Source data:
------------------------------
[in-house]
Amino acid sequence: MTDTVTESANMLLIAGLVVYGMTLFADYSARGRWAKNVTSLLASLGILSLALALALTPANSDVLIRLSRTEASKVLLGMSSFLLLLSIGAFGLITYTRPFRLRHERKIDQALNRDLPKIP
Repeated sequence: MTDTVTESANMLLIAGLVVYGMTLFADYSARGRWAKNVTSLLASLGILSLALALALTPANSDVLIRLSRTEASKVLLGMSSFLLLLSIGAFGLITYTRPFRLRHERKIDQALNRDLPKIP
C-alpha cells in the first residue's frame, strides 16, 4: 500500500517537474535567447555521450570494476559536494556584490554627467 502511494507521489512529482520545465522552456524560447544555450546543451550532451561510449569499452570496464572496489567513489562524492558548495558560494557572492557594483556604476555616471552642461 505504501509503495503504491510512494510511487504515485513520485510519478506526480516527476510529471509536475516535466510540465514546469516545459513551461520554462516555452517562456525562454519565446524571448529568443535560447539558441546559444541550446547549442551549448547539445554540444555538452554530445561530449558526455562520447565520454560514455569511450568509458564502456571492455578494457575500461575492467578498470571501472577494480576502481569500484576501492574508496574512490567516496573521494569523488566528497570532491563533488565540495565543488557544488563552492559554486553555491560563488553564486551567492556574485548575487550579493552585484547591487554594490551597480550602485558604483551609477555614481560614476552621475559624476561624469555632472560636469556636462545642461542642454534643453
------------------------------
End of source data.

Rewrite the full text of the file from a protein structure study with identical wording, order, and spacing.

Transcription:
[in-house]
Amino acid sequence: MTDTVTESANMLLIAGLVVYGMTLFADYSARGRWAKNVTSLLASLGILSLALALALTPANSDVLIRLSRTEASKVLLGMSSFLLLLSIGAFGLITYTRPFRLRHERKIDQALNRDLPKIP
Repeated sequence: MTDTVTESANMLLIAGLVVYGMTLFADYSARGRWAKNVTSLLASLGILSLALALALTPANSDVLIRLSRTEASKVLLGMSSFLLLLSIGAFGLITYTRPFRLRHERKIDQALNRDLPKIP
C-alpha cells in the first residue's frame, strides 16, 4: 500500500517537474535567447555521450570494476559536494556584490554627467 502511494507521489512529482520545465522552456524560447544555450546543451550532451561510449569499452570496464572496489567513489562524492558548495558560494557572492557594483556604476555616471552642461 505504501509503495503504491510512494510511487504515485513520485510519478506526480516527476510529471509536475516535466510540465514546469516545459513551461520554462516555452517562456525562454519565446524571448529568443535560447539558441546559444541550446547549442551549448547539445554540444555538452554530445561530449558526455562520447565520454560514455569511450568509458564502456571492455578494457575500461575492467578498470571501472577494480576502481569500484576501492574508496574512490567516496573521494569523488566528497570532491563533488565540495565543488557544488563552492559554486553555491560563488553564486551567492556574485548575487550579493552585484547591487554594490551597480550602485558604483551609477555614481560614476552621475559624476561624469555632472560636469556636462545642461542642454534643453